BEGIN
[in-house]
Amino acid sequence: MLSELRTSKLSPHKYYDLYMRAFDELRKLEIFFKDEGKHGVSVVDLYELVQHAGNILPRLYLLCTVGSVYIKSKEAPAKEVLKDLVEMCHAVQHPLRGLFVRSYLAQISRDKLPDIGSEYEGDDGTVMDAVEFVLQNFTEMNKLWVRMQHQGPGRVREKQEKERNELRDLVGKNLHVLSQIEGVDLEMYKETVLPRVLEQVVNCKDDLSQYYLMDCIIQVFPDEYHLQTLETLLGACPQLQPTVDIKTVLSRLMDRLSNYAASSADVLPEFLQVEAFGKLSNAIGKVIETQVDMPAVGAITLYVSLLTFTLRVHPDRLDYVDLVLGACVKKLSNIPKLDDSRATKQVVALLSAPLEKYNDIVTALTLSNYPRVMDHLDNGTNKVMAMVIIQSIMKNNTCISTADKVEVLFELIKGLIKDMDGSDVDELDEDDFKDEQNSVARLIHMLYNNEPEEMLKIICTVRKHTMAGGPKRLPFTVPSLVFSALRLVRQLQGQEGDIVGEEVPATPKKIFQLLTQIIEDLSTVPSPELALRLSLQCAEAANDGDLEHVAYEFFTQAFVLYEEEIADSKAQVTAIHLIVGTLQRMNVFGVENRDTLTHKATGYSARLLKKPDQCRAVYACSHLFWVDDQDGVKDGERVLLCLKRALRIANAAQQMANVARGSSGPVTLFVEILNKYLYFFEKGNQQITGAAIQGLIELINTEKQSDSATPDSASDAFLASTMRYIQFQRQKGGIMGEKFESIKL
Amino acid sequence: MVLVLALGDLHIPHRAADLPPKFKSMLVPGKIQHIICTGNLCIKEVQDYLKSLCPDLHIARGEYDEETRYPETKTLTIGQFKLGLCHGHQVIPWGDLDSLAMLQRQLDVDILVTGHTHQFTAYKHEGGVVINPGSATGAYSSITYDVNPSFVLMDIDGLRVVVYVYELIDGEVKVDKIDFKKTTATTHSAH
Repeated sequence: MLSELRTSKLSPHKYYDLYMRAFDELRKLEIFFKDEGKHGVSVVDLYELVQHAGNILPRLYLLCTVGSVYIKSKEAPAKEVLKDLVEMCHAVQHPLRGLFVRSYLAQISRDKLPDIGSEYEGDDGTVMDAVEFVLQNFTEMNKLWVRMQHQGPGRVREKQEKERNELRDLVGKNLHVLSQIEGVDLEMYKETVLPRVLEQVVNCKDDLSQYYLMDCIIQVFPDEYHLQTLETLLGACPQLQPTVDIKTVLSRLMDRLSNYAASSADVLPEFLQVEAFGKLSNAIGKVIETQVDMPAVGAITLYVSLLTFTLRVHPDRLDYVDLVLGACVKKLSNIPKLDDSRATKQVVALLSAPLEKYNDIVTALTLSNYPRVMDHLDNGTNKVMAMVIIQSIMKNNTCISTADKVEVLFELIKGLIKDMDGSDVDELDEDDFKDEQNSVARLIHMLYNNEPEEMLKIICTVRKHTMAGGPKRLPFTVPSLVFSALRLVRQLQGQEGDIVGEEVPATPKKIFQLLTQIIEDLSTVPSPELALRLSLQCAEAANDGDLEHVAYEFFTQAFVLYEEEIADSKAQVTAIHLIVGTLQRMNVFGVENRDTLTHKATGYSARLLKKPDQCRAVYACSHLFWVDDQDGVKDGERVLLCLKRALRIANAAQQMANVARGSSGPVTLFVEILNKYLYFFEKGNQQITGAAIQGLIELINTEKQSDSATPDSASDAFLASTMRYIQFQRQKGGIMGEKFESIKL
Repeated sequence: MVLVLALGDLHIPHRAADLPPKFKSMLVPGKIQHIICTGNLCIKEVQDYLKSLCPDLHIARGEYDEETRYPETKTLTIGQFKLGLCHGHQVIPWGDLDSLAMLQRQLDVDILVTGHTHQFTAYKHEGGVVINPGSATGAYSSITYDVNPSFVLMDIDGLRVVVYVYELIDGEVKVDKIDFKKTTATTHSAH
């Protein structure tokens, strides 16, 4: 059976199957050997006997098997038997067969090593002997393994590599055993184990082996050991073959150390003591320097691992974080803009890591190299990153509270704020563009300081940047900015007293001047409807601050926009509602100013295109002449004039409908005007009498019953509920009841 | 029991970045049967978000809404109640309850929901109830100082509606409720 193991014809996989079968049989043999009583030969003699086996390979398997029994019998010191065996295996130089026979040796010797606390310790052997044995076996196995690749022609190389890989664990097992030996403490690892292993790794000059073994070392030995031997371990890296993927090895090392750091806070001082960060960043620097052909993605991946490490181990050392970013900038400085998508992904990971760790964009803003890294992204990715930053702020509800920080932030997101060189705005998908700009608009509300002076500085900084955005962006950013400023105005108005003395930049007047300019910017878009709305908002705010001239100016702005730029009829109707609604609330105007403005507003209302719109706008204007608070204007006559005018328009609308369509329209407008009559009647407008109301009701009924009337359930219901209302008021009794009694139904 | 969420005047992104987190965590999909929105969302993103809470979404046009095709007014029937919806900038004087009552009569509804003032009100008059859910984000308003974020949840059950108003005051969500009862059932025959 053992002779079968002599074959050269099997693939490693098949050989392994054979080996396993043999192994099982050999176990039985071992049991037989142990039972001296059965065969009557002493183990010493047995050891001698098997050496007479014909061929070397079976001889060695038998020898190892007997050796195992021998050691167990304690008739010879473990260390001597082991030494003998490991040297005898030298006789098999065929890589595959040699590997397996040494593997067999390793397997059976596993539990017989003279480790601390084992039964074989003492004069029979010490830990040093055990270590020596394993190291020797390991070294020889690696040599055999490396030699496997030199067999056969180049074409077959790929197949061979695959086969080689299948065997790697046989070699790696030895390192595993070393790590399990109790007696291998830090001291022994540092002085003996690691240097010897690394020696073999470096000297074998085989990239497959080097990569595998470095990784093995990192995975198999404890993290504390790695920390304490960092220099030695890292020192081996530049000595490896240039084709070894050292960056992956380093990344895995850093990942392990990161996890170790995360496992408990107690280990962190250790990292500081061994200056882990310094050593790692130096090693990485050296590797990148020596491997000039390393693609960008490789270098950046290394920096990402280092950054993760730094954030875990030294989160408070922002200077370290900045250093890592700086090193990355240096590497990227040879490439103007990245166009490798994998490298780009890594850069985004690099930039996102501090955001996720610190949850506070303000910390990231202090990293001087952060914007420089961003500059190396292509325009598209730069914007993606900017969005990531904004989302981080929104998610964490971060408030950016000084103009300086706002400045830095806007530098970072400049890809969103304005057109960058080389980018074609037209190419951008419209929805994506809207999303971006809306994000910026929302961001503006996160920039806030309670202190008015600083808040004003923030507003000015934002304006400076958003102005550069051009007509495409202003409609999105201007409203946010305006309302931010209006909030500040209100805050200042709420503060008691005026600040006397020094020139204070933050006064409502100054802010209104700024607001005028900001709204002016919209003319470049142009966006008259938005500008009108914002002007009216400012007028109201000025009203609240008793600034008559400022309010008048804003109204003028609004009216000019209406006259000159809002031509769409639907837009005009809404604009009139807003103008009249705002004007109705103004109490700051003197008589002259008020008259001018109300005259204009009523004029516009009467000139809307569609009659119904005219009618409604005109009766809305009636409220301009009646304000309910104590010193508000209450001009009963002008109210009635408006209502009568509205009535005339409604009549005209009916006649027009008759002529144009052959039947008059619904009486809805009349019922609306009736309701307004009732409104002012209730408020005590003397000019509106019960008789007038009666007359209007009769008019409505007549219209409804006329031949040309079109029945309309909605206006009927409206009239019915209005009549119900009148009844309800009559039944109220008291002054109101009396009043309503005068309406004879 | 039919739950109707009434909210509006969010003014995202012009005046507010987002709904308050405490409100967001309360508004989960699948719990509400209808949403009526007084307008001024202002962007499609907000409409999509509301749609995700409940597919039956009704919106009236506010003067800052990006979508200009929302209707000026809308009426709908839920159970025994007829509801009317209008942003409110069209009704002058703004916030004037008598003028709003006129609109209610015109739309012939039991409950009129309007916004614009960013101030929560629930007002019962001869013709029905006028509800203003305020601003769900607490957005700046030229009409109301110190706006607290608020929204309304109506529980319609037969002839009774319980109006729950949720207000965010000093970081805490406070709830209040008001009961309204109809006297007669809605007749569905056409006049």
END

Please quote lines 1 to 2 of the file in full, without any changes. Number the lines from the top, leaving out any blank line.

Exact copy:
[in-house]
Amino acid sequence: MLSELRTSKLSPHKYYDLYMRAFDELRKLEIFFKDEGKHGVSVVDLYELVQHAGNILPRLYLLCTVGSVYIKSKEAPAKEVLKDLVEMCHAVQHPLRGLFVRSYLAQISRDKLPDIGSEYEGDDGTVMDAVEFVLQNFTEMNKLWVRMQHQGPGRVREKQEKERNELRDLVGKNLHVLSQIEGVDLEMYKETVLPRVLEQVVNCKDDLSQYYLMDCIIQVFPDEYHLQTLETLLGACPQLQPTVDIKTVLSRLMDRLSNYAASSADVLPEFLQVEAFGKLSNAIGKVIETQVDMPAVGAITLYVSLLTFTLRVHPDRLDYVDLVLGACVKKLSNIPKLDDSRATKQVVALLSAPLEKYNDIVTALTLSNYPRVMDHLDNGTNKVMAMVIIQSIMKNNTCISTADKVEVLFELIKGLIKDMDGSDVDELDEDDFKDEQNSVARLIHMLYNNEPEEMLKIICTVRKHTMAGGPKRLPFTVPSLVFSALRLVRQLQGQEGDIVGEEVPATPKKIFQLLTQIIEDLSTVPSPELALRLSLQCAEAANDGDLEHVAYEFFTQAFVLYEEEIADSKAQVTAIHLIVGTLQRMNVFGVENRDTLTHKATGYSARLLKKPDQCRAVYACSHLFWVDDQDGVKDGERVLLCLKRALRIANAAQQMANVARGSSGPVTLFVEILNKYLYFFEKGNQQITGAAIQGLIELINTEKQSDSATPDSASDAFLASTMRYIQFQRQKGGIMGEKFESIKL